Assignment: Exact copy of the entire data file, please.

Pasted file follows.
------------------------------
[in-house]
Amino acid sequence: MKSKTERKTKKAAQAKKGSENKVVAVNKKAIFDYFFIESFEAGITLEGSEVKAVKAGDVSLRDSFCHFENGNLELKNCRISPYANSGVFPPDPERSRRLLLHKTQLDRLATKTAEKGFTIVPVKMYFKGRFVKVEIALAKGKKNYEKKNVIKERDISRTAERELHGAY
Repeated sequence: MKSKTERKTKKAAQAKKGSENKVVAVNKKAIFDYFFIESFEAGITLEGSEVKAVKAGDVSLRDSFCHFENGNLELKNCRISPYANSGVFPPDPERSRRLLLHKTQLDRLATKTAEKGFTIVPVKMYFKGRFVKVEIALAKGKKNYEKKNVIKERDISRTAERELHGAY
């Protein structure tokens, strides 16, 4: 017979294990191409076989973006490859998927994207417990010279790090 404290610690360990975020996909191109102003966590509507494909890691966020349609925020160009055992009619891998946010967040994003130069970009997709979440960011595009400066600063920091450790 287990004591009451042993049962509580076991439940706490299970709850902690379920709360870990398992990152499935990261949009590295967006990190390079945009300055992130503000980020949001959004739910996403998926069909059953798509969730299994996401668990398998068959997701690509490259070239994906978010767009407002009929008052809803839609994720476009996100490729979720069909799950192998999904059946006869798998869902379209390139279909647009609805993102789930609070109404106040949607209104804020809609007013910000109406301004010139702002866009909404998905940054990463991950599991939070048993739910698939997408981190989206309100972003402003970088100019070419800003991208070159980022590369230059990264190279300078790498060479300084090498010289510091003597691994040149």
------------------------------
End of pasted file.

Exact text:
[in-house]
Amino acid sequence: MKSKTERKTKKAAQAKKGSENKVVAVNKKAIFDYFFIESFEAGITLEGSEVKAVKAGDVSLRDSFCHFENGNLELKNCRISPYANSGVFPPDPERSRRLLLHKTQLDRLATKTAEKGFTIVPVKMYFKGRFVKVEIALAKGKKNYEKKNVIKERDISRTAERELHGAY
Repeated sequence: MKSKTERKTKKAAQAKKGSENKVVAVNKKAIFDYFFIESFEAGITLEGSEVKAVKAGDVSLRDSFCHFENGNLELKNCRISPYANSGVFPPDPERSRRLLLHKTQLDRLATKTAEKGFTIVPVKMYFKGRFVKVEIALAKGKKNYEKKNVIKERDISRTAERELHGAY
């Protein structure tokens, strides 16, 4: 017979294990191409076989973006490859998927994207417990010279790090 404290610690360990975020996909191109102003966590509507494909890691966020349609925020160009055992009619891998946010967040994003130069970009997709979440960011595009400066600063920091450790 287990004591009451042993049962509580076991439940706490299970709850902690379920709360870990398992990152499935990261949009590295967006990190390079945009300055992130503000980020949001959004739910996403998926069909059953798509969730299994996401668990398998068959997701690509490259070239994906978010767009407002009929008052809803839609994720476009996100490729979720069909799950192998999904059946006869798998869902379209390139279909647009609805993102789930609070109404106040949607209104804020809609007013910000109406301004010139702002866009909404998905940054990463991950599991939070048993739910698939997408981190989206309100972003402003970088100019070419800003991208070159980022590369230059990264190279300078790498060479300084090498010289510091003597691994040149």